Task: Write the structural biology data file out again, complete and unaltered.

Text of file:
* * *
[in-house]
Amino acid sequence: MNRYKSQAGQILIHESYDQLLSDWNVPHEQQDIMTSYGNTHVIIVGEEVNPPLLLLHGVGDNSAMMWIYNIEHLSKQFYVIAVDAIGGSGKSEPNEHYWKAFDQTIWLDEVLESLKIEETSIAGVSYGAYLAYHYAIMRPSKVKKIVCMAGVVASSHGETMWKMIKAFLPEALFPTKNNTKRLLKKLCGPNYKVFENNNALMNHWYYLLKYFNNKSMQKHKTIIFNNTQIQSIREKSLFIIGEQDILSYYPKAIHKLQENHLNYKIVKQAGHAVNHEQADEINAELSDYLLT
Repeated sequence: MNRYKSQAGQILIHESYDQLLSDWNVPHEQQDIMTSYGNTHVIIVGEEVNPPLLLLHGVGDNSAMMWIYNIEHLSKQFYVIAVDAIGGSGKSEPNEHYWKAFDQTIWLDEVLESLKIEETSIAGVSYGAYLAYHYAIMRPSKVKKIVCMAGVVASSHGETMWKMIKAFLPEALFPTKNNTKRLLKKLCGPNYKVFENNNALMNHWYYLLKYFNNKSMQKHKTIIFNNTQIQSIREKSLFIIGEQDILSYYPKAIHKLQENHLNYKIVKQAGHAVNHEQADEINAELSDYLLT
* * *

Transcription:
[in-house]
Amino acid sequence: MNRYKSQAGQILIHESYDQLLSDWNVPHEQQDIMTSYGNTHVIIVGEEVNPPLLLLHGVGDNSAMMWIYNIEHLSKQFYVIAVDAIGGSGKSEPNEHYWKAFDQTIWLDEVLESLKIEETSIAGVSYGAYLAYHYAIMRPSKVKKIVCMAGVVASSHGETMWKMIKAFLPEALFPTKNNTKRLLKKLCGPNYKVFENNNALMNHWYYLLKYFNNKSMQKHKTIIFNNTQIQSIREKSLFIIGEQDILSYYPKAIHKLQENHLNYKIVKQAGHAVNHEQADEINAELSDYLLT
Repeated sequence: MNRYKSQAGQILIHESYDQLLSDWNVPHEQQDIMTSYGNTHVIIVGEEVNPPLLLLHGVGDNSAMMWIYNIEHLSKQFYVIAVDAIGGSGKSEPNEHYWKAFDQTIWLDEVLESLKIEETSIAGVSYGAYLAYHYAIMRPSKVKKIVCMAGVVASSHGETMWKMIKAFLPEALFPTKNNTKRLLKKLCGPNYKVFENNNALMNHWYYLLKYFNNKSMQKHKTIIFNNTQIQSIREKSLFIIGEQDILSYYPKAIHKLQENHLNYKIVKQAGHAVNHEQADEINAELSDYLLT